Category Archives: Parrot AR.Drone

DroneProxy for Parrot AR.DRone first parachute test

I have started to work on DroneProxy some time ago to work around bugs in the firmware of the drone. Basically it is a transparent proxy for the UDP AT command packets arriving on port 5556. The packets are parsed to keep track of the sequence number. If no packets are received for 1500 ms the proxy will start sending “landing” commands with increasing sequence numbers (until somebody plugs the battery…).


Let’s get serial!

During my telnet visits to the Parrot AR.Drone i wondered what all the serial ports (/dev/ttyPA0..2) are for. And now I know which one is used by what and where i can find them on the board.

The pinout for a USB cable can be found at the official Parrot website….here.

/dev/ttyPA0 is used by the bootloader and the kernel and can be found on the “USB” port (Pin 4 is RX and Pin 6 is TX) and greets us with:

Restarting system.
Parrotboot for target MYKONOS, built on Apr 21 2010
NAND: layer initialization
NAND: found 8 bits nand 0xf1
UBI: layer initialization (version 1)
UBI: found volume with id 2147479551
UBI: found volume with id 0
UBI: found volume with id 2
UBI: failed to open volume with ID 1 (Bad file handle)
Attempt booting on UBI volume with ID 0…
Booting Linux…

This serial interface should allow us to attach a GPS module (with a TTL level serial interface) directly, without the need of a new kernel! GPS here we come! :-)

/dev/ttyPA1 is used to interface with the motor controllers. There must be some de-multiplexer between the serial port and the 4 motor controllers. I actually managed to randomly start a motor by typing garbage into this.

/dev/ttyPA2 connects to the navboard and continously spits out navdata from all sensors.


The Parrot AR.Drone GPL saga continues….

After Parrot finally released the GPL sources for their kernel changes it was time to dig into the firmware some more. Last week i was taking a closer look at the closed source control binary which has the innovative name “program.elf”.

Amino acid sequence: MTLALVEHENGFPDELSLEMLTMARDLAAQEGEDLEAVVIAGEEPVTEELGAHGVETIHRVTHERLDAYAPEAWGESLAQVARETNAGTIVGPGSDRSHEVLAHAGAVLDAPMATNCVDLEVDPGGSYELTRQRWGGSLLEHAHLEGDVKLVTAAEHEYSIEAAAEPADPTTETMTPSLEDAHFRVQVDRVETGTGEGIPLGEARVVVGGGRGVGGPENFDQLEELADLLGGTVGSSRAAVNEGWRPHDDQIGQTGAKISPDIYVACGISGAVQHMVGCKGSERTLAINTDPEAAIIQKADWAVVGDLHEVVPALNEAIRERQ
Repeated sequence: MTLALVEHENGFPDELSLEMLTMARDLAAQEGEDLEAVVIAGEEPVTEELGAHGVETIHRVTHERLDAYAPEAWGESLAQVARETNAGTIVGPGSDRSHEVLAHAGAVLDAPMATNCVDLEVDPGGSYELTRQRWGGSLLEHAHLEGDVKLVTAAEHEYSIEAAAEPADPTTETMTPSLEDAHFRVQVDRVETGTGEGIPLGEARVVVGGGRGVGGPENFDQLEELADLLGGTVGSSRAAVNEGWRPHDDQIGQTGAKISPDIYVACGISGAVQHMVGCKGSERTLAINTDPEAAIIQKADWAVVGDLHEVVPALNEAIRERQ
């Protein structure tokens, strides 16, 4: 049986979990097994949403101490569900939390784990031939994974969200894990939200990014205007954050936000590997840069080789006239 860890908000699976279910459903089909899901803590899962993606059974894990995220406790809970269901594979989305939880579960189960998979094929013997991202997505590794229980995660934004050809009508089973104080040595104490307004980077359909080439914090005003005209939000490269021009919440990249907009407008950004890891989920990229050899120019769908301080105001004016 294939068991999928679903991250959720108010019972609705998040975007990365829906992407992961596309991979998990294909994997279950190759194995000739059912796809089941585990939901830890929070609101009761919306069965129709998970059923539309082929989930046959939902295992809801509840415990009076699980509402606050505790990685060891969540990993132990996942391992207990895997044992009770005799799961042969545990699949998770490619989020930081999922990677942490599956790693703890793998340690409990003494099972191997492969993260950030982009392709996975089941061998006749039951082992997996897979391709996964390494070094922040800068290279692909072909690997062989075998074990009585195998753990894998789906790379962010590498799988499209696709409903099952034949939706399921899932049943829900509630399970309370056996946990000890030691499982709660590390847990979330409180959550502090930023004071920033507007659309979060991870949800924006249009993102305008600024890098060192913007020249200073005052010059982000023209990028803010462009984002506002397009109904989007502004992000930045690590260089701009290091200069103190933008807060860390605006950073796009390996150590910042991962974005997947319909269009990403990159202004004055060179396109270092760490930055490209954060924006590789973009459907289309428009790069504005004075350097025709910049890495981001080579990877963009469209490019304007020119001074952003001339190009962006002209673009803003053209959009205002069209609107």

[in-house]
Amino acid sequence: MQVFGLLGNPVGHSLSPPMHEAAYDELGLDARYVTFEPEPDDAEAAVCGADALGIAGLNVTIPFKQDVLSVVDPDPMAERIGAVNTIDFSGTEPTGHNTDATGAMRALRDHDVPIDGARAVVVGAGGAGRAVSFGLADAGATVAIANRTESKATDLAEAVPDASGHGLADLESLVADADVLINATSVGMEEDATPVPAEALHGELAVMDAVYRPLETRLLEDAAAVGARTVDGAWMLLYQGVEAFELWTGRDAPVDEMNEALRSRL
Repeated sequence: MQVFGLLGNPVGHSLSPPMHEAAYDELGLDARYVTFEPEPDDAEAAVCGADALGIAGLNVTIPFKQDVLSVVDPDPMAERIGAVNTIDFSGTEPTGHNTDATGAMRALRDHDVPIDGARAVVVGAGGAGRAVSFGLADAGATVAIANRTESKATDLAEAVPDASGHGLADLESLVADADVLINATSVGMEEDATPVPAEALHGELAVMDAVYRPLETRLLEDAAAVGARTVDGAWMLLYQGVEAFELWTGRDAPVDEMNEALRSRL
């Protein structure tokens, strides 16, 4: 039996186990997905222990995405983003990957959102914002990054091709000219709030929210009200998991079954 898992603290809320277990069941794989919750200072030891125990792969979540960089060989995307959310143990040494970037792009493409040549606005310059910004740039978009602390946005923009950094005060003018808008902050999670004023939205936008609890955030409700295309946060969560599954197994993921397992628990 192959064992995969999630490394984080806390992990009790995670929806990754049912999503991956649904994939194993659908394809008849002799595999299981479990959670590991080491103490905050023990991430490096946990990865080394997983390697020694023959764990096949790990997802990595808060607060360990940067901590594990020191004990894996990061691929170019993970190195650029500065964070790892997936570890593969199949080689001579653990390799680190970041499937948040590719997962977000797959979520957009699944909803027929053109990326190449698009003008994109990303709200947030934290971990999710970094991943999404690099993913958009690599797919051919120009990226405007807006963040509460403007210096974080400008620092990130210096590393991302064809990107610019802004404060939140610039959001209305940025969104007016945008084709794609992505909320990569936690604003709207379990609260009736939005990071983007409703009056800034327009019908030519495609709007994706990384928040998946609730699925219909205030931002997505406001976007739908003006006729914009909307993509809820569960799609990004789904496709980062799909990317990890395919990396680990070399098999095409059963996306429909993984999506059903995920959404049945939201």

It turns out that the binary dynamically links to libiw (from the wireless_tools) which is a GPL licensed library. You can easily check this yourself by telneting into the drone:

strings program.elf | grep iw
libiw.so.29
iw_sockets_open
iw_get_basic_config
iw_set_basic_config
iw_in_key_full

Antoine Ferran (from Parrot) confirmed this fact on the next morning:

The libiw is dynamically linked with the program but it is a mistake.
Libiw is not needed anymore: it is a remnant of a previous test version.
Any calls to libiw has been removed from the current build that will be released soon.

You can find the complete discussion here.

I am pretty confident that they will not get away with that and will have to release the source code. Actually that could be a really good way for Parrot to get help from the community to fix all of the critical bugs in the current firmware (“fly-away” syndrom, random crashes, ….) and make a much better product! :-)


Parrot AR.Drone internals (iBreakIt…)

Now that i am done messing with the software and actually completing a few test flights, I figured it was about time to tear the drone apart. The only thing required is a tiny torx screwdriver (T6X20) which fortunately i had laying around on my desk because we use the same screws to tighten the GSM modules on to our GSM cards.

Once you remove the plastic shielding you can see the mainboard stacked on top of the navboard (which carries the ultrasonic sender/receiver). The front camera is connected with a ribbon cable coming from the right. Above that camera connector is a 7 pin USB header.

Undo 4 little screws and you can remove the navboard (which plugs into the backside of the mainboard with an 8 pin connector…probably serialish). Here you see the mainboard with the camera cable removed and the battery connector ripped out of the shell (to give some space for moving the mainboard). The mainboard has 2 on-circuit wifi antennas (ANT1 and ANT2):

This is the navboard with the ultrasonic sender/receiver pair. The “ugly padding” on the left is probably to shield the right one from receiving the “echo” through vibrations across the pcb (instead of receving the reflected signal through the air). The 8 pin connector connects to the mainboard.

The other side of the navboard:

And the other side of the mainboard:

The drone is really easy to take apart and also to re-assemble. It even does work again. ;-)